Mike Laflin directs EDC’s International Development Division (IDD), based in Washington, D.C. IDD, which employs approximately 400 staff in 26 countries, is a leader in the use of technology to address issues of access and quality in learning. IDD is also implementing national educational reform programs in several countries. A former teacher in England and Kenya, Laflin has three decades of experience in international development. He has been at EDC since 1992.
What are the main challenges that IDD faces working overseas?
Many developing countries have emphasized efforts to increase access to education for primary students, and we’ve seen some improvements there. However, we have not always seen equal improvements in the quality of learning. Many kids are finishing primary school without literacy and numeracy skills. Some of our recent work, such as projects in Guinea and Nigeria, has been predicated on changing that. But, huge numbers of children are still not enrolled in school—over 100 million around the world. Ten sub-Saharan countries have more than a million children not in school. There are a lot of reasons for this; one of the main ones is HIV/AIDS and the poverty that it brings. Many teachers have died, and there are many orphans whose parents died of HIV/AIDS. Our work in Zambia and Tanzania is a direct response to that challenge.
IDD often works in countries in conflict. What is the IDD approach in these volatile situations?
One impact of conflict is that there may not be school systems at all. They have either broken down or they never existed. So, one of our strategies is to provide basic education by radio. It can be effective even without a formal structure. Right now it’s working in places like Sudan and Somalia. There’s an appetite for education and a high level of acceptance of interactive radio instruction (IRI) among both formal education systems and among communities.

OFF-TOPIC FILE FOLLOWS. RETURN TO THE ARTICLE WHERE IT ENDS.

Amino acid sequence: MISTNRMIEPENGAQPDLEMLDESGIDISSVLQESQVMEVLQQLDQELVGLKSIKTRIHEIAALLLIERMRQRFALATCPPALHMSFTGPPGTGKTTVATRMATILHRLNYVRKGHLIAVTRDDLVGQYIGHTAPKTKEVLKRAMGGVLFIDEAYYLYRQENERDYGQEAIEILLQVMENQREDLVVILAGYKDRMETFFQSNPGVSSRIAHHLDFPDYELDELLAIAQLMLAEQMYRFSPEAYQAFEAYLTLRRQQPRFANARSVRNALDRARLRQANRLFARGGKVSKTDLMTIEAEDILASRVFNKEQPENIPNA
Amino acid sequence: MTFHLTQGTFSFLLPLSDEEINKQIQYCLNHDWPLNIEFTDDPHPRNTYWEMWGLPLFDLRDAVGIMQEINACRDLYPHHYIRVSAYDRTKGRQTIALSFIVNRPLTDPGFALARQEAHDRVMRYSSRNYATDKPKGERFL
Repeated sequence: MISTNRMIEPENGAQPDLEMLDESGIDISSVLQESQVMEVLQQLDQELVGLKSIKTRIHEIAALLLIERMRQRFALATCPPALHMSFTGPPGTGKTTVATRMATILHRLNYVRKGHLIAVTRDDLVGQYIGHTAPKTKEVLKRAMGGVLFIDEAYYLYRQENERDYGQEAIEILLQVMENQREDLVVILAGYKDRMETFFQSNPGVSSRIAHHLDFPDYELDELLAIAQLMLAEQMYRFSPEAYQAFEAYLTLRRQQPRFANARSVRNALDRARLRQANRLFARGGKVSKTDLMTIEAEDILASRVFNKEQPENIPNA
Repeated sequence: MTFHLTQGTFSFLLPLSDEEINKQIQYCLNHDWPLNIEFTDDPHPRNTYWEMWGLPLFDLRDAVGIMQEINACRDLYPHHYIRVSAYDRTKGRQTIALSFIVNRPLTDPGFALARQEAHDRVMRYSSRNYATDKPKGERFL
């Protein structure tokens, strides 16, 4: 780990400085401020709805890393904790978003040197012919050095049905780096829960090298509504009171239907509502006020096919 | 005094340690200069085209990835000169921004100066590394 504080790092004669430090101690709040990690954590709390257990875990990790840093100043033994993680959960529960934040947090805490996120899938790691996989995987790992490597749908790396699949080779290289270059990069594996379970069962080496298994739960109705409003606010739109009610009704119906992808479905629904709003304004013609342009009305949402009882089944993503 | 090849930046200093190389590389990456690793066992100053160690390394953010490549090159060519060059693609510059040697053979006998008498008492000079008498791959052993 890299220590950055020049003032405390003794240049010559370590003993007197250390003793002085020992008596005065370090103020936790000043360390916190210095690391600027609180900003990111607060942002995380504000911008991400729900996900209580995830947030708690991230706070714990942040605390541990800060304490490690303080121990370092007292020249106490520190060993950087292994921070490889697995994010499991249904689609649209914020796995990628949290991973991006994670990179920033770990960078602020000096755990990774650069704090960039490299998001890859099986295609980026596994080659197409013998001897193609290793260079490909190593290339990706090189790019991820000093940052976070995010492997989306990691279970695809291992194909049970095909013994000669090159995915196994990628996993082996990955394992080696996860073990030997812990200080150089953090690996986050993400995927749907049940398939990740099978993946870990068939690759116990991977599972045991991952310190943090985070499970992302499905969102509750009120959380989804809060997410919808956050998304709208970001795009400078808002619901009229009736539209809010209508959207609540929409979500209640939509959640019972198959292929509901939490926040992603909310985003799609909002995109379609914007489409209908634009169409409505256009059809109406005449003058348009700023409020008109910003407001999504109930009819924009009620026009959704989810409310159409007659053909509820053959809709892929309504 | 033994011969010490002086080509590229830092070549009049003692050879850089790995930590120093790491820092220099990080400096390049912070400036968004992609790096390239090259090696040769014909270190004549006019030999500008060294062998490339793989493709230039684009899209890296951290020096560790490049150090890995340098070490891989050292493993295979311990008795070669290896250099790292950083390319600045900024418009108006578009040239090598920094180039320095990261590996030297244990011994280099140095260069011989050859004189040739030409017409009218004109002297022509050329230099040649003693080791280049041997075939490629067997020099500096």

Tell me about the evolution of radio instruction.
ML: African countries have used radio for enrichment for more than 50 years, but until 10 years ago many countries believed that conventional systems alone could solve their problems. Now, leaders recognize that radio is an inexpensive complement, and one that can have a quick effect on learning outcomes. It also trains teachers at the same time. But for radio instruction to be accepted, countries have to be ready to look beyond conventional systems. In Tanzania, for example, there was initial resistance to radio. Once people saw it in operation, they liked it, and it was found to be effective. A national Grade Four test showed that “radio students” were learning as much as children in conventional schools. You need that kind of evidence.
How did EDC come to have expertise in interactive radio instruction?
IRI was first tried by Stanford University in the 1970s. EDC became a champion of it in the mid-80s and had a successful radio science project in Papua New Guinea. In the mid-90s, other organizations lost interest in radio and turned their energies to computers. We said, “We’re going to stick with radio and work with computers.” That was a critical period for IDD because it set up so many later opportunities.
What innovations do you see as particularly promising for the future?
We will continue to point our creativity at designing applications that fit. We will ask questions like, “What isn’t being done for students after primary school, especially in math and science? How can we use technology in ways that are affordable and effective?”
Tell me how you got involved in international development.
I started as a teacher in England and went to teach in Kenya in 1972. I worked for the Kenya Schools’ Broadcasting Service until 1978, developing educational programs for the radio. I have continued to do a variety of work using technology or media to deliver education ever since. I worked on a USAID radio project in Liberia in 1982. I came to EDC in 1992 to direct the LearnTech project. This kind of work only becomes more important as countries’ needs grow and technology becomes more sophisticated.
Originally published on September 1, 2006